PRIMARY BONE CANCER
( By JASCAP )

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Living with bone cancer

Follow-up after treatment for primary bone cancer

After your treatment is over your doctor will want you to have regular check-ups at the hospital outpatient department.

At the check-ups the doctor will ask you about your general health. He will want to know if you have any problems related to the treatments youíve had or if youíre experiencing any symptoms. You may also have blood tests taken and some people will have chest x-rays to check their lungs for any signs of cancer.

The checks usually continue for several years. If you have any problems, or notice any new symptoms between these times, you should contact your doctor as soon as possible. The gaps between your appointments will get longer as the years go on. This is because the chance of the cancer coming back steadily gets less. For many people with early-stage bone cancer it will never come back.

What if the cancer comes back?

If cancer comes back in the lungs or in a bone, an operation to remove all of the cancer may sometimes be possible. This would be done to try to cure the cancer. Chemotherapy may be given before and after the operation.

If it isnít possible to cure the cancer, treatments such as chemotherapy and radiotherapy may be given to control the cancer for as long as possible and to help relieve any symptoms.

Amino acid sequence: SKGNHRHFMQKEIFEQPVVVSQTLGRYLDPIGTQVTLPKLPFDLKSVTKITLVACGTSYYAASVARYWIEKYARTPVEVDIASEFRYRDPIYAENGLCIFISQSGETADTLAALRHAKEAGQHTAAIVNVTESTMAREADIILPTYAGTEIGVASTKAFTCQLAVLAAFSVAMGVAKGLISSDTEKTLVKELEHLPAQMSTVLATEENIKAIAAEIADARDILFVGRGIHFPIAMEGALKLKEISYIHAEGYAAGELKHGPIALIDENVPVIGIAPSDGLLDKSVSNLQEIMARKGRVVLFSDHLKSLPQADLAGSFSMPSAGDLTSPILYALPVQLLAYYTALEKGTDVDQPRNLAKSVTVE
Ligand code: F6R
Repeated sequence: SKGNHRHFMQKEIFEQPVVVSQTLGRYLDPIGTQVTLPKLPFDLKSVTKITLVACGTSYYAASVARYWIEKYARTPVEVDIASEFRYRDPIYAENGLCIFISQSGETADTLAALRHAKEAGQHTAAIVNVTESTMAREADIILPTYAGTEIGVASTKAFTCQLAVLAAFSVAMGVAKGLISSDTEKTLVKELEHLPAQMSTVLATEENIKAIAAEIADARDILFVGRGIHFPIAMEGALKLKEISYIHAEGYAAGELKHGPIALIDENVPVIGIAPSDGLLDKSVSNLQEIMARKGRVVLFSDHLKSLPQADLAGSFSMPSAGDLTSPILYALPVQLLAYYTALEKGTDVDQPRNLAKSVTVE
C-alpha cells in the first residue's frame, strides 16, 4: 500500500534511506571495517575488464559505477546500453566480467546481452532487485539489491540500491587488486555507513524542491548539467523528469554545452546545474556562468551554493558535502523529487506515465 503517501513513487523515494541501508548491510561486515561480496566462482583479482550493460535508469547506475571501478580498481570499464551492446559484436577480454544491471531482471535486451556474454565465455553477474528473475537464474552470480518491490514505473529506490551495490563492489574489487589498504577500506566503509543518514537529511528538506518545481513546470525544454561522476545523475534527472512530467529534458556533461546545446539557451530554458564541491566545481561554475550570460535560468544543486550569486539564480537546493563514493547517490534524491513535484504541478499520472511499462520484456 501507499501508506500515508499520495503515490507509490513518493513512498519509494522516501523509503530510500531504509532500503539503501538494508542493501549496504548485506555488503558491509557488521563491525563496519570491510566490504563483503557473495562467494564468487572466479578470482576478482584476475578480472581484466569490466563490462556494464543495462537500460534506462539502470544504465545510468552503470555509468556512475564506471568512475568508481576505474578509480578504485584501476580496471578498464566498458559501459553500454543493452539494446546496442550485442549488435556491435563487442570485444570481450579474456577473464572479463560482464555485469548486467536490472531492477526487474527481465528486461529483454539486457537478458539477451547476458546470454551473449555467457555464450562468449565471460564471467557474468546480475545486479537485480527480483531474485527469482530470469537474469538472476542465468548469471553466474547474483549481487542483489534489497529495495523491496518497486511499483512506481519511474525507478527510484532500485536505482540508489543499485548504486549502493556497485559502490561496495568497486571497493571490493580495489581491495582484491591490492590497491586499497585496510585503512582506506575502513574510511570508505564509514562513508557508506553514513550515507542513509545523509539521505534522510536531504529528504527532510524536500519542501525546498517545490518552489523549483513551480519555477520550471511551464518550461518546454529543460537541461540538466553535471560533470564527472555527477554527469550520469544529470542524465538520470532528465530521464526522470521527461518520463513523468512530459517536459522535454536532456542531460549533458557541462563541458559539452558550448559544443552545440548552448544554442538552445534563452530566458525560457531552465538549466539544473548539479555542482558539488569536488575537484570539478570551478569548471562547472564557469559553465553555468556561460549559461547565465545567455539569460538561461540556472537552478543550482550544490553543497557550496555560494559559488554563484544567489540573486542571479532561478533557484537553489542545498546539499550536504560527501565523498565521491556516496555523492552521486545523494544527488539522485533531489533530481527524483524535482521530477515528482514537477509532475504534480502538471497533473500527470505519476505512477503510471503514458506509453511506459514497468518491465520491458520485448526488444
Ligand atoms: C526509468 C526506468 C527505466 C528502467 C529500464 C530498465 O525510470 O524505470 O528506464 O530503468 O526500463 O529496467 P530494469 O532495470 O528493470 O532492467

Living with and after cancer

Cancer can affect many areas of your life such as your finances, work, your emotions and relationships. Find information and advice about what the effects might be, how to deal with them and how we can help.

Financial support

Find practical advice on the possible financial impact of a cancer diagnosis, including what benefits you might be entitled to.

Practical issues

Information on dealing with day-to-day problems, including work, travel, and travel insurance.

Emotional effects

Information on the emotions you might experience as a result of your cancer diagnosis, ways that you might manage them and other sources of support.

Emotional effects

A diagnosis of cancer often means we experience a whole range of emotions. These may include shock, anxiety , sadness , relief, uncertainty and for some people, depression . This section gives information on some of the emotions you may have and aims to help you manage them. It includes suggestions of how you can help yourself as well as other sources of help and support.

Relationships and communication

Advice on how to talk to other people, talking to children, relationships and sexuality.

Note: JASCAP has booklets on these subjects.

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